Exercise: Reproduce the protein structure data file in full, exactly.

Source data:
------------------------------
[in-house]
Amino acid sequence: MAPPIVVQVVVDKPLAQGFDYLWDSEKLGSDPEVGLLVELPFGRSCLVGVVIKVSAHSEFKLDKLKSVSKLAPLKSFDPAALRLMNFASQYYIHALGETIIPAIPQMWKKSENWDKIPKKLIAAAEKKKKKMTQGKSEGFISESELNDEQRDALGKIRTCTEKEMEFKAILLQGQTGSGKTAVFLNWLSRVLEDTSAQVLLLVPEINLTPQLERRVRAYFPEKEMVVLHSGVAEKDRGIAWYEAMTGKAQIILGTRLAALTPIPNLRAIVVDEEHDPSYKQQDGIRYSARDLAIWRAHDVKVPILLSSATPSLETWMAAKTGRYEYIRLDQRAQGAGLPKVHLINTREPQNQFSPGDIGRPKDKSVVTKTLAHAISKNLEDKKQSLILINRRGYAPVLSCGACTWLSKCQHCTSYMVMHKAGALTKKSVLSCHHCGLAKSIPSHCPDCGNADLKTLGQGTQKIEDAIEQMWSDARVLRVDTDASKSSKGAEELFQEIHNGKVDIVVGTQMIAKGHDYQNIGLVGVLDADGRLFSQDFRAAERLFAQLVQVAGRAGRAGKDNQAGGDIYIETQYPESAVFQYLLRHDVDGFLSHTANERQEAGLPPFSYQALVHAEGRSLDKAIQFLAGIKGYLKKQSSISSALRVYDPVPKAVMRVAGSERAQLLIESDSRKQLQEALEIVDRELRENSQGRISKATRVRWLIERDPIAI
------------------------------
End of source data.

[in-house]
Amino acid sequence: MAPPIVVQVVVDKPLAQGFDYLWDSEKLGSDPEVGLLVELPFGRSCLVGVVIKVSAHSEFKLDKLKSVSKLAPLKSFDPAALRLMNFASQYYIHALGETIIPAIPQMWKKSENWDKIPKKLIAAAEKKKKKMTQGKSEGFISESELNDEQRDALGKIRTCTEKEMEFKAILLQGQTGSGKTAVFLNWLSRVLEDTSAQVLLLVPEINLTPQLERRVRAYFPEKEMVVLHSGVAEKDRGIAWYEAMTGKAQIILGTRLAALTPIPNLRAIVVDEEHDPSYKQQDGIRYSARDLAIWRAHDVKVPILLSSATPSLETWMAAKTGRYEYIRLDQRAQGAGLPKVHLINTREPQNQFSPGDIGRPKDKSVVTKTLAHAISKNLEDKKQSLILINRRGYAPVLSCGACTWLSKCQHCTSYMVMHKAGALTKKSVLSCHHCGLAKSIPSHCPDCGNADLKTLGQGTQKIEDAIEQMWSDARVLRVDTDASKSSKGAEELFQEIHNGKVDIVVGTQMIAKGHDYQNIGLVGVLDADGRLFSQDFRAAERLFAQLVQVAGRAGRAGKDNQAGGDIYIETQYPESAVFQYLLRHDVDGFLSHTANERQEAGLPPFSYQALVHAEGRSLDKAIQFLAGIKGYLKKQSSISSALRVYDPVPKAVMRVAGSERAQLLIESDSRKQLQEALEIVDRELRENSQGRISKATRVRWLIERDPIAI